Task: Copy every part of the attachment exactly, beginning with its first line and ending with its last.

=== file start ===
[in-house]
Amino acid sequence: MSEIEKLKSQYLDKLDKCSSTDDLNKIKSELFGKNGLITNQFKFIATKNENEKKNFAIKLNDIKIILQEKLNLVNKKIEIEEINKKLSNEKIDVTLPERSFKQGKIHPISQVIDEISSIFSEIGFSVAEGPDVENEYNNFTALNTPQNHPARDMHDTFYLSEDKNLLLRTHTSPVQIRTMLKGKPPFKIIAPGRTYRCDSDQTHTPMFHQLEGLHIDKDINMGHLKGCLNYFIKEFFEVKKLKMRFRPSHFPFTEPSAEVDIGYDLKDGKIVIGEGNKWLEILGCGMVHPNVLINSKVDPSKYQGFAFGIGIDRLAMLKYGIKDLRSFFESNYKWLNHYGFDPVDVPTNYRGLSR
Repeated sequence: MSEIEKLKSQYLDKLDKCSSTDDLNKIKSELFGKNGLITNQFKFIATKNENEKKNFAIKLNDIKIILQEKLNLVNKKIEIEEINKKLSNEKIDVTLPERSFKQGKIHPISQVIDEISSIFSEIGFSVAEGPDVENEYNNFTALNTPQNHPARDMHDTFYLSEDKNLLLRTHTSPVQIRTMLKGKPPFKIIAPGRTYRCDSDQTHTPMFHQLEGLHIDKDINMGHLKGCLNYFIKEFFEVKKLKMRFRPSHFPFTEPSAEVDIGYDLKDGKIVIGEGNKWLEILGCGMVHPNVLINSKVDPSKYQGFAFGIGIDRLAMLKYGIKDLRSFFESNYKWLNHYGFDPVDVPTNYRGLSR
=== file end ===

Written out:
[in-house]
Amino acid sequence: MSEIEKLKSQYLDKLDKCSSTDDLNKIKSELFGKNGLITNQFKFIATKNENEKKNFAIKLNDIKIILQEKLNLVNKKIEIEEINKKLSNEKIDVTLPERSFKQGKIHPISQVIDEISSIFSEIGFSVAEGPDVENEYNNFTALNTPQNHPARDMHDTFYLSEDKNLLLRTHTSPVQIRTMLKGKPPFKIIAPGRTYRCDSDQTHTPMFHQLEGLHIDKDINMGHLKGCLNYFIKEFFEVKKLKMRFRPSHFPFTEPSAEVDIGYDLKDGKIVIGEGNKWLEILGCGMVHPNVLINSKVDPSKYQGFAFGIGIDRLAMLKYGIKDLRSFFESNYKWLNHYGFDPVDVPTNYRGLSR
Repeated sequence: MSEIEKLKSQYLDKLDKCSSTDDLNKIKSELFGKNGLITNQFKFIATKNENEKKNFAIKLNDIKIILQEKLNLVNKKIEIEEINKKLSNEKIDVTLPERSFKQGKIHPISQVIDEISSIFSEIGFSVAEGPDVENEYNNFTALNTPQNHPARDMHDTFYLSEDKNLLLRTHTSPVQIRTMLKGKPPFKIIAPGRTYRCDSDQTHTPMFHQLEGLHIDKDINMGHLKGCLNYFIKEFFEVKKLKMRFRPSHFPFTEPSAEVDIGYDLKDGKIVIGEGNKWLEILGCGMVHPNVLINSKVDPSKYQGFAFGIGIDRLAMLKYGIKDLRSFFESNYKWLNHYGFDPVDVPTNYRGLSR